Well, since houses ain't selling, you can bet that people are buying up stuff which is advertised at, or below market expectations, and also receiving this extra discount in the process. There is no 'frenzy' and credit is resricted, etc...

There will always be exceptions, but I would say this was the case.

N'est pas?

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But this is the peak buying season. Just imagine what the desparate sellers will have to settle for Febrary 2010, and beyond...

Actually - a mate who's in the business tells me MUCH of the market is 25-35% down from the peak. RICS and others are telling the sheepies it's "11%" or whatever -- it is just a pathetic PR effort to try and convince the general public that "Yes - prices are down, but only 11%"....

It is PATHETIC!!

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The telling thing which we'll see in a couple more months is what the recent change in activity has meant:

1/ Bull trap, which will be followed by a return to crash speed.

2/ A levelling off of the market, there will now be rises and falls but houses will stay roughly at this level for a while now.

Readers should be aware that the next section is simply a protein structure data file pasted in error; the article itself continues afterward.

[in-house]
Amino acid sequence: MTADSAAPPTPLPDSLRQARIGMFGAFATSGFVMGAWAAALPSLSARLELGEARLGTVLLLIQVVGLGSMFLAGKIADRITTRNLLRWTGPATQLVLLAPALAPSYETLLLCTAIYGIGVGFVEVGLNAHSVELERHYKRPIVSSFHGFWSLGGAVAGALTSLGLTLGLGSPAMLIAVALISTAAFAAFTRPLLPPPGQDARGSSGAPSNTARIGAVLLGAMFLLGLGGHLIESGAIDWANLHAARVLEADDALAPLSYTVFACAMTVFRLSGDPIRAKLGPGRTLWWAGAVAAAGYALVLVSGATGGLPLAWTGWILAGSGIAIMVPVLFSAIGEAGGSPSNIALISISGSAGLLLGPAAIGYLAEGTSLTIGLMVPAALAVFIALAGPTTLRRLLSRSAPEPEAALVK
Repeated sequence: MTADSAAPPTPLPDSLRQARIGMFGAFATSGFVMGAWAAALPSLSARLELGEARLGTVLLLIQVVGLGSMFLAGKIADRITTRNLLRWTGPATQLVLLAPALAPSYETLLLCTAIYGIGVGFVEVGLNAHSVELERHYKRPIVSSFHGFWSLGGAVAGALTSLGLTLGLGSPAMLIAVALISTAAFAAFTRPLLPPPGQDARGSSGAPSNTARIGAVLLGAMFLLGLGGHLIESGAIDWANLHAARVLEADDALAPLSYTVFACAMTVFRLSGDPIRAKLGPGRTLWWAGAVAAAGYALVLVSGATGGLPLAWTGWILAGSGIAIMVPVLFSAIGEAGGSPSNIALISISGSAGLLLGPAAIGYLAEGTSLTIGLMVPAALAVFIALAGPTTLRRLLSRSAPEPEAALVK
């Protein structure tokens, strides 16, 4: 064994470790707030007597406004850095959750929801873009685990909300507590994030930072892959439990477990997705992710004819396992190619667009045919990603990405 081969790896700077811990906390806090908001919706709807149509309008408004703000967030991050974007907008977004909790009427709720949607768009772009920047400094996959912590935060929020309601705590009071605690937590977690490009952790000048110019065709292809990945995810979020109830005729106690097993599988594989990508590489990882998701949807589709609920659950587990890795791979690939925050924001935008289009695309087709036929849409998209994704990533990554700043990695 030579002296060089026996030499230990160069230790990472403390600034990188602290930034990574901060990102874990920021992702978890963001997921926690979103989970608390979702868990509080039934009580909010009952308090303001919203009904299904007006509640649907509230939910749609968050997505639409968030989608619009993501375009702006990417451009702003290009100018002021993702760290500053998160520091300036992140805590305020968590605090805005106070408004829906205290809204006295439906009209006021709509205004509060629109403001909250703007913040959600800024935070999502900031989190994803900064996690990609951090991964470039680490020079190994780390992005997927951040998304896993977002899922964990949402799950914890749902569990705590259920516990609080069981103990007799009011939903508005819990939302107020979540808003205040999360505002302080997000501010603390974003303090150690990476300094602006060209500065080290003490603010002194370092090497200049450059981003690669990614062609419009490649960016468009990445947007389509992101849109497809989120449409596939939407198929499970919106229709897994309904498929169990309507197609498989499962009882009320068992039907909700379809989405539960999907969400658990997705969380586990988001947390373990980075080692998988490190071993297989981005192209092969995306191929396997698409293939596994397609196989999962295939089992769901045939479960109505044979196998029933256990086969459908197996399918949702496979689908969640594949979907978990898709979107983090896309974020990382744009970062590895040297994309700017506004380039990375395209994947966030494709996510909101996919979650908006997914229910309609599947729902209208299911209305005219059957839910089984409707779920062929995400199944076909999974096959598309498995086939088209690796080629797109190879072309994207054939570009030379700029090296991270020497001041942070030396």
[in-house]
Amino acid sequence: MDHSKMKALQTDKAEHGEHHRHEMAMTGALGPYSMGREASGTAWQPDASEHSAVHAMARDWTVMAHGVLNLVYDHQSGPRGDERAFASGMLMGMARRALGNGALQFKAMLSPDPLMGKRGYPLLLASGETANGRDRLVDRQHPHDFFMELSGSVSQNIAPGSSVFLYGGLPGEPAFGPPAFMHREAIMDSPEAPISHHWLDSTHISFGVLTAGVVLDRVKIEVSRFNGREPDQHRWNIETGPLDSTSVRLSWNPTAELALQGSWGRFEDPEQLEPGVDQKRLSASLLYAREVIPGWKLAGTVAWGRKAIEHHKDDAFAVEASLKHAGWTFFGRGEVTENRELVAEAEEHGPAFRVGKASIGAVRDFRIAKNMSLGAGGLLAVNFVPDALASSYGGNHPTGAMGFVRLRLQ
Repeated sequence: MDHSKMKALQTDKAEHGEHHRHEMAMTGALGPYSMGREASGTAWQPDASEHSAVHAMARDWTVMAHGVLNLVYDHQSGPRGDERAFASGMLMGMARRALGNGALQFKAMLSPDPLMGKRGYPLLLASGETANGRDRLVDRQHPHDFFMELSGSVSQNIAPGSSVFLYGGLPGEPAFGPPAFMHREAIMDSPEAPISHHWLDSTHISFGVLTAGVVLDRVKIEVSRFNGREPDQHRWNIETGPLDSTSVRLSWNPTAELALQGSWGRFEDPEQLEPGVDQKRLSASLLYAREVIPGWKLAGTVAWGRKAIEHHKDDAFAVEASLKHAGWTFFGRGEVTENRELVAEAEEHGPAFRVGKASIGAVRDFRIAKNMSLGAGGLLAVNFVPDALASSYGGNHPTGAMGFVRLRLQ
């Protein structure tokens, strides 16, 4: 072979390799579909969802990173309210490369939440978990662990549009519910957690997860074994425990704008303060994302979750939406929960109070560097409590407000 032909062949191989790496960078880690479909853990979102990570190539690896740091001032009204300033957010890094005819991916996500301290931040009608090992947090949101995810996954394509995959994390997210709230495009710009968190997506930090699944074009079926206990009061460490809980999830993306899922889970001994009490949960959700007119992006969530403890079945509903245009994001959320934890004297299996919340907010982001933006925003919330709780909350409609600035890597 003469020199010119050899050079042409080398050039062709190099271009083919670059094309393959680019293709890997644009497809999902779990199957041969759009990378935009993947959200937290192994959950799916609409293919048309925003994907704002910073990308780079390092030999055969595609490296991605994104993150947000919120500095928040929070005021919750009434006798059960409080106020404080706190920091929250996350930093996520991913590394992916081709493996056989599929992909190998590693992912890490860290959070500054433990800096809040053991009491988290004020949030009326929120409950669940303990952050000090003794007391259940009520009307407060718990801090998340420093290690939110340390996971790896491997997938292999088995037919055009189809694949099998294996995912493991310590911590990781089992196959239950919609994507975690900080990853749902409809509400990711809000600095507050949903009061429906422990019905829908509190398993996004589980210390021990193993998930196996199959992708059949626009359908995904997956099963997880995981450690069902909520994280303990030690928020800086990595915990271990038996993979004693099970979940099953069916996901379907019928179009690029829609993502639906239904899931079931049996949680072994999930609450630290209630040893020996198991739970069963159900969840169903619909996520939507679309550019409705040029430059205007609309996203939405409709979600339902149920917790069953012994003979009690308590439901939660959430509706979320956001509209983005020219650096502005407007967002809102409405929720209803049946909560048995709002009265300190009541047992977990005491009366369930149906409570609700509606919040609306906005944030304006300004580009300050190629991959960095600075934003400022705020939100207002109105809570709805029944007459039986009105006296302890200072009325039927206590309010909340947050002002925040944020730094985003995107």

3/ A change in the market marked by continued falls but at a slower pace. Since the crash started falls have averaged over 1.5% per month, fro here on until we reach bottom they will average 0.8% with a mix of steeper falls in some months and others where prices might show minor rises.

I haven't put a bear market over bull market returns option in as I think thats too far fetched currently.

On balance while I know many will screeming option 1, I suspect we may well be looking at option 2 and maybe for not more than the next 12 months or so.

I thought about putting this in as a poll but with the preponderance of rabbid bears here I doubt it would yield a balanced and informative result.

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Actually - a mate who's in the business tells me MUCH of the market is 25-35% down from the peak. RICS and others are telling the sheepies it's "11%" or whatever -- it is just a pathetic PR effort to try and convince the general public that "Yes - prices are down, but only 11%"....

The quote is "11% below asking".

Given that offers used to be 0% below asking, I fail to see how this is a positive indicator for house prices.